Dizzy Gillespie is an American jazz trumpeter legend. Born in 1917, his father was a bricklayer and amateur bandleader. It was through this influence that he taught himself to play trumpet and trombone. By the late 1930s, he played in many bands before forming his own orchestra in the late 1940s.
Gillespie referred to his orchestra’s repertoire as a mix between Afro-Cuban jazz and bop music, called Cubop.. He was an active musical ambassador, leading several overseas tours sponsored by the U.S. State Department. This includes a trip to Havana in 1977.
After his trip to Havana in 1977, Dizzy Gillespie visited Cuba again in 1982 and then two more times, to participate in the international Jazz Plaza festivals.
There’s no doubt that Gillespie’s trip to Havana played a part in the spread of Afro-Cuban jazz in the world. And of course, the visit of the great American musician was not by chance. So then, why did Dizzy Gillespie want to visit Cuba?
Dizzy Gillespie Was in Love With Cuban Music and Rhythms
For more than 30 years, Dizzy knew and appreciated the Cuban rhythms. And, he incorporated them into his music.
This love began in the early 1940s, when Dizzy Gillespie met musicians – Alberto Iznaga, Mario Bauzá and Noro Morales. But his commitment came in 1946 when Mario Bauzá recommended he incorporate percussionist Chano Pozo into his jazz band..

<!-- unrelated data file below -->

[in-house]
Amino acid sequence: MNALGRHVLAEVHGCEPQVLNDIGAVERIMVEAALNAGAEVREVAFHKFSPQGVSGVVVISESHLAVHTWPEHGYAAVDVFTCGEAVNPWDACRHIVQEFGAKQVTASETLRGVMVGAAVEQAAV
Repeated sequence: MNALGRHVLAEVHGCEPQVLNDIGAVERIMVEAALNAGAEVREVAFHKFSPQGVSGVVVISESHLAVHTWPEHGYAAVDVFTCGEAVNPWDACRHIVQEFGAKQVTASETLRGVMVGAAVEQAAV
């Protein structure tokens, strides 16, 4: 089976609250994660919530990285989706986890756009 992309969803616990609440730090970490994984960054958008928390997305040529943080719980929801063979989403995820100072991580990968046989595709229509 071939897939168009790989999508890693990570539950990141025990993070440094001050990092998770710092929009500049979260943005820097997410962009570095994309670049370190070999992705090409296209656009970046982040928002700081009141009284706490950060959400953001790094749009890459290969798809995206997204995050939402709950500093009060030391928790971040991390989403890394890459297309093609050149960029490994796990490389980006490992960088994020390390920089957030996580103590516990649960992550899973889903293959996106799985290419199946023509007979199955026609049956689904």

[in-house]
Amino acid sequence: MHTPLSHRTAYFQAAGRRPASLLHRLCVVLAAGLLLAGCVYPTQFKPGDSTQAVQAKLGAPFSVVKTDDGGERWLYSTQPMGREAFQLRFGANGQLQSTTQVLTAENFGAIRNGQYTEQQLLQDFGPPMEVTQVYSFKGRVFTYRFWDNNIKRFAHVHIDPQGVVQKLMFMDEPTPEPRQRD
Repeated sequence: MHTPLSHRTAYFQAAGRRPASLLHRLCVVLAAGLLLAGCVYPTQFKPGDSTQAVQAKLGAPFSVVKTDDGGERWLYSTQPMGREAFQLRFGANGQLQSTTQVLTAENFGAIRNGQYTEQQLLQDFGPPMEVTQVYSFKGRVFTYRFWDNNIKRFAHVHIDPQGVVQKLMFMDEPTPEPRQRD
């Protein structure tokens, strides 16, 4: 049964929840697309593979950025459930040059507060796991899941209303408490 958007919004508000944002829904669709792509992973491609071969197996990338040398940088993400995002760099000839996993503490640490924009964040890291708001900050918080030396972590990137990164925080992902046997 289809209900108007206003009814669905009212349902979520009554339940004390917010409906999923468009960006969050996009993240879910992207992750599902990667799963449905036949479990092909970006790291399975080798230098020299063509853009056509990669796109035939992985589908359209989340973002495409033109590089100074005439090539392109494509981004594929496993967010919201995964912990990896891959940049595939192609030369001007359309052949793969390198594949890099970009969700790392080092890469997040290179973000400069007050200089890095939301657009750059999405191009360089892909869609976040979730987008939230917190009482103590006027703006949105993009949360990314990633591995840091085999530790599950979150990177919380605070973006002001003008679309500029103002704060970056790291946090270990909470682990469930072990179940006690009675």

This friendship and work with percussionist Chano Pozo made Gillespie fall in love with Afro-Cuban music. From there, he started to mix it with the bebop. Thus, between the two of them, they developed a totally new genre so far. The mixture of Afro-Cuban rhythms contributed by Pozo with Gillespie’s bebop resulted in the birth of the cubop. The Cubop officially launched on September 29, 1947, at Carnegie Hall in New York.
The collaboration created songs such as “Manteca”, “Cubana Be-cubana Bop”, “Algo Bueno” and “Caliente.” To this day, they’re recorded in jazz history. They’re a source of surprise and inspiration for many generations of musicians. Gillespie also worked with – Machito and the Afro-Cubans band and the Alberto Socarrás’ orchestra.